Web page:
By Lillee Allee
The Wewelsburg Castle was built from two existing structures in the 17th century. It had already had an interesting history prior to that. Two witch trials took place in the Wewelsburg in 1631 (a former inquisition room was found in the basement next to the east tower).
During the Seven Years’ War (1756–1763), the basement rooms were probably used as a military prison.
The castle is located in the village of Wewelsburg, which is a district of the town of Büren, Westphalia, in the Landkreis of Paderborn in the northeast of North Rhine-Westphalia, Germany. T By 1933, the castle had been very neglected with some exterior issues to its triangular and serious degradation of the interior. However, to one man he saw great promise with its hilltop locale.
Heinrich Himmler, Reichsführer of the Schutzstaffel (Protection Squadron; SS), and a leading member of the Nazi Party (NSDAP) of Nazi Germany, saw potential in this building as a training center for his SS troops. The occult enthusiast engaged in a century lease for the property. He added occult, mythology and folklore to the training of his staff and this property was to be focused on pagan rituals to increase the soldiers’ focus on world domination. It is said that one cistern was used to baptize and another became a crypt. While the structure remained in Nazi hands for 12 years, Himmler’s dreams were never fully realized. He had hoped to fortify the castle and create a giant moat for privacy and protection. In 1941, he hoped to re-create the castle as “the center of the world.”
While Himmler set up concentration camps for Hitler that led to the death of 6 million Jews and others not wanted in Nazi society, Himmler also created his own camp that held criminals, war prisoners and Roma people. These people were treated as slaves to do the work in fixing up the castle to his specifications. This concentration camp, called Niederhagen, held 4,000 people. More than half of these individuals died or were killed.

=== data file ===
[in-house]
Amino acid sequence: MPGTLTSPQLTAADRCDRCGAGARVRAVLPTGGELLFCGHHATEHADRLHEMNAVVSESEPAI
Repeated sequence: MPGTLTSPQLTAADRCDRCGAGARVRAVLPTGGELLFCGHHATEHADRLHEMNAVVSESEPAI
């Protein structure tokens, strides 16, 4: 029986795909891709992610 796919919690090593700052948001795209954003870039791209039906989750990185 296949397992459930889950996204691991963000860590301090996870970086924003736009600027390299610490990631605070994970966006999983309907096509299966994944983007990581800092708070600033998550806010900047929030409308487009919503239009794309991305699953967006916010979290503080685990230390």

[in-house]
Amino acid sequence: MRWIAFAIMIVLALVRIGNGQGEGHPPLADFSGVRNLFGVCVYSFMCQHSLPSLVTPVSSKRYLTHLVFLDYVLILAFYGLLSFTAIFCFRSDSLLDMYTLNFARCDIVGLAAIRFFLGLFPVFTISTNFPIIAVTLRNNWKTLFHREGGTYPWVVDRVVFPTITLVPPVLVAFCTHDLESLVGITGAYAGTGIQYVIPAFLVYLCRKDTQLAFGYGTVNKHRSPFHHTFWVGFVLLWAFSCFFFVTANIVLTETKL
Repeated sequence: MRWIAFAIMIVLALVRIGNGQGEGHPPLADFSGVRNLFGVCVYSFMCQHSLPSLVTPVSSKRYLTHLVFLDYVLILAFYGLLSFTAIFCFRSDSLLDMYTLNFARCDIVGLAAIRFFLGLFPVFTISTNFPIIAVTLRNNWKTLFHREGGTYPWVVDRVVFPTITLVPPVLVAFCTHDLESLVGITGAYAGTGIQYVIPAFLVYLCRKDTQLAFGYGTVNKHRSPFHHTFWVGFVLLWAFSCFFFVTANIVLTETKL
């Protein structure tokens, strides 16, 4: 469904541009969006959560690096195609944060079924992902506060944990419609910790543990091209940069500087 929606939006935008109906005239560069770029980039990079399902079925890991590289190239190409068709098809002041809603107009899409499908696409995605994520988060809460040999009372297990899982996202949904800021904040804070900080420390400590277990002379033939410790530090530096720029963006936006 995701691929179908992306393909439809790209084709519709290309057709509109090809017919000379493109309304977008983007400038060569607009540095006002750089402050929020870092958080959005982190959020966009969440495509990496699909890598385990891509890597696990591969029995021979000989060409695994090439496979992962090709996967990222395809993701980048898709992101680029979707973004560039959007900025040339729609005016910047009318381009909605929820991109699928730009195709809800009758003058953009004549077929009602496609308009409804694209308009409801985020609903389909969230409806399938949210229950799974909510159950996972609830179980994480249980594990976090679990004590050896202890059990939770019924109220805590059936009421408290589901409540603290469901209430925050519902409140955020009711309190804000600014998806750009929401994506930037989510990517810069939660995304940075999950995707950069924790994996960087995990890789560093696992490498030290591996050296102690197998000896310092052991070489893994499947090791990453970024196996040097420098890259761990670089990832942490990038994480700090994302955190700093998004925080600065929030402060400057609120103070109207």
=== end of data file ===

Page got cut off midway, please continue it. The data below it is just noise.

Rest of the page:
Hitler became nervous late in the war and gave command of the Army Group Upper Rhine and the Army Group Vistula, but Himmler failed to reach his goals. He was replaced. Realizing that the war was lost, he attempted to open peace talks with the western Allies without Hitler’s knowledge shortly before the war ended. Hearing of this, Hitler dismissed him from all his posts in April 1945 and ordered his arrest. Himmler attempted to go into hiding, but was caught and identified. While in British custody, he committed suicide on May 23, 1945. Many of the secrets of Wewelsburg castle died with him.
As the tide changed in the war, and Himmler realized the end was near. Himmler immediately ordered that a fire was set in the castle and much of the exterior was irreparably damaged. His alleged interest in the Grail myths gained weight after an interesting discovery. Once they gained entry, a round table and12 chairs were found by Allied Forces.
The castle was left in the same condition as it was in 1933. By 1950, it was transformed into a museum and a youth hostel. The castle today houses the Historical Museum of the Prince Bishopric of Paderborn and the Wewelsburg 1933-1945 Memorial Museum.
Heinrich Himmler. Retrieved October 10, 2015 from https://en.wikipedia.org/wiki/Heinrich_Himmler
Wewelsburg. Retrieved October 10, 2015 from https://en.wikipedia.org/wiki/Wewelsburg
Wewelsburg Castle. Retrieved October 10, 2015 from http://www.atlasobscura.com/places/infamous-castle-of-wewelsburg
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